Invermere Ambulance Unit Chief Peter Hecher (left)

Invermere Ambulance Unit Chief Peter Hecher (left)

Emergency responders keep us safe

Volunteer firefighters contribution to public safety still plays a vital role in society

Volunteer firefighters are professionals who practise their profession on a part-time, usually on-call basis. Their contribution to public safety still plays a vital role in society. In fact, being a volunteer firefighter is not always easy; time must be committed to a principal source of income while remaining completely available for when an emergency arises.

There is no doubt that volunteer firemen share certain characteristics with other part-time jobs, particularly on-call work. This, however, is where comparisons come to an end — not everyone can become a volunteer firefighter. The selection process of candidates is very rigorous which means the population is in good hands. Basic training is the same as it is for full time fire fighters. It is also possible to specialize and some can possess highly specific skills.

What is surprising about this profession is that it includes people from different trades and professions, who have in common a highly developed sense of duty and altruism to the point of putting their own lives in danger. Volunteer firefighters are found mostly in lightly populated municipalities or in a grouping of municipalities covering a large area.

Paramedics play a key role in our healthcare system. Their numerous interventions can mean the difference between life and death. These professionals must have exemplary composure and be well-balanced both mentally and psychologically.

Every time paramedics are called to an emergency, they never know in exactly what state they will find their patients. Some scenes would make your blood run cold. A paramedic’s great strength resides in his or her ability to make rapid decisions while considering a multitude of different factors, depending on the context. Every gesture must be made with care and follow certain rules.

Over the years, paramedics have had to offer more and more advanced emergency medical care. Before, members of this profession were called ambulance men and did not possess the same degree of expertise as the paramedics of today. Now, these professionals are authorized to carry out various medical procedures, such as providing basic trauma care and administering certain medications.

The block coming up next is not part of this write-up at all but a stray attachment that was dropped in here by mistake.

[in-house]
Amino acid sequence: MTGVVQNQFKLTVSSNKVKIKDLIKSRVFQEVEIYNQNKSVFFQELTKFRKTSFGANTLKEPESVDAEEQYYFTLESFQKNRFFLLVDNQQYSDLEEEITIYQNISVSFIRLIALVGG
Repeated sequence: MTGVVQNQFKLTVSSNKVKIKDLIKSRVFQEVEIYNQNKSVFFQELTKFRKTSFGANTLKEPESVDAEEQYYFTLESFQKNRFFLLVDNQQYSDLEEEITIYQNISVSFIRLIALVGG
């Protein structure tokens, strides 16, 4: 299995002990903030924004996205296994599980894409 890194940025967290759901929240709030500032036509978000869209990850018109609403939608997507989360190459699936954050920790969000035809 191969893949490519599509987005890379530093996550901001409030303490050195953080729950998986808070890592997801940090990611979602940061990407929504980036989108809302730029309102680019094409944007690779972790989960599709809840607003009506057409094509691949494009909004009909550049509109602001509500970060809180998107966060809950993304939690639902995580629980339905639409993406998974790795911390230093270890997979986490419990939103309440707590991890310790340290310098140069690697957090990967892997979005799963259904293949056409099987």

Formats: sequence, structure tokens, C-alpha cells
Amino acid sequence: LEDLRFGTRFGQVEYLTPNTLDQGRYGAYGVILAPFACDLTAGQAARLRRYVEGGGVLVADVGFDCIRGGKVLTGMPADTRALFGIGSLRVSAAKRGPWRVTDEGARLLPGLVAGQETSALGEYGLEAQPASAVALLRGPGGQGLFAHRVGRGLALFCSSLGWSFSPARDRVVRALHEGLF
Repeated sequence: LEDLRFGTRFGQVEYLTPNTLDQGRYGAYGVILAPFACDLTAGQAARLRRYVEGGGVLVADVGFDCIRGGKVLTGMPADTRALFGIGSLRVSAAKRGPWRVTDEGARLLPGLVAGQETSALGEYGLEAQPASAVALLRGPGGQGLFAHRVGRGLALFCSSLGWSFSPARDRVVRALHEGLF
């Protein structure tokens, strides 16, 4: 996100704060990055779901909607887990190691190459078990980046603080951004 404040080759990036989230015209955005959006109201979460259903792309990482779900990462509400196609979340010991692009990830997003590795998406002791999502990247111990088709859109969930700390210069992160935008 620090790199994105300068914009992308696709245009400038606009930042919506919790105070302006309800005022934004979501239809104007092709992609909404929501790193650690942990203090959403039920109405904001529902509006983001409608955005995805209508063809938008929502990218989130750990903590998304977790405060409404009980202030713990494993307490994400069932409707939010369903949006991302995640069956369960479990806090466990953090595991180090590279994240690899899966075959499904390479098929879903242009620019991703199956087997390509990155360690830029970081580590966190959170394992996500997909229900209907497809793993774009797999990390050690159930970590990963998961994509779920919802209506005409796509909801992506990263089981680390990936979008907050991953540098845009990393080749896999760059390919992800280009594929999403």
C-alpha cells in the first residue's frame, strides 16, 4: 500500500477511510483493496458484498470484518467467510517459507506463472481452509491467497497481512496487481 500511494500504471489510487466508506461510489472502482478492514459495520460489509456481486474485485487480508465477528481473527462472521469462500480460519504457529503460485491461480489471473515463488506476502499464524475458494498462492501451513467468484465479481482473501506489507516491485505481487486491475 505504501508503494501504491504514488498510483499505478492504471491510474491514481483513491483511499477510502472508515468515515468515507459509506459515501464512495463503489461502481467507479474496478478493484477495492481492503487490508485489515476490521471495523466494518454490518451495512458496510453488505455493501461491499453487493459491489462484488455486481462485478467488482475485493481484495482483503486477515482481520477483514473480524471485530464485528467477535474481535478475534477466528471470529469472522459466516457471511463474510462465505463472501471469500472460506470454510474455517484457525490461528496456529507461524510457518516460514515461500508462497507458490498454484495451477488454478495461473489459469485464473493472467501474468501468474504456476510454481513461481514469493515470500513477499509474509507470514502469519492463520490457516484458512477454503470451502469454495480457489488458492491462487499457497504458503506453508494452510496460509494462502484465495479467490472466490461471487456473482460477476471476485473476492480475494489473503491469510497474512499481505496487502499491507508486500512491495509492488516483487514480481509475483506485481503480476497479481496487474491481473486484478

“Specialized” or “advanced level” paramedics can be found working in some Canadian provinces. Among other procedures, they can provide advanced respiratory assistance and use electrocardiograms. In short, these front-line professionals work in conjunction with doctors and nurses more than ever before.

The police are an essential part of public security services. Unfortunately, some people have little respect for them. It is, however, a difficult and dangerous profession that requires nerves of steel and exemplary self-control. Even though a police officer’s main role is to represent law and order within society, their work also involves other, underlying roles.

Police officers are in constant contact with that which is truly complex and unpredictable: the human being. Their work brings them into contact with the best and the worst. If good physical condition is often among the hiring criterion, their most important qualities include an affinity for human relations, a high level of self-discipline, public-spirit, politeness and a capacity for empathy.

Monotony is not a part of the job. Police officers’ work is often associated with handing out traffic tickets, which really represents only a tiny fraction of their job. If this part of their work sometimes makes them appear less sympathetic in the public eye, we should never lose sight of the fact that they sometimes save lives while putting their own in danger.

The police’s role in the community has evolved over the decades. In addition to enforcing the law, they work in prevention, public relations and the upholding of commitment to the community.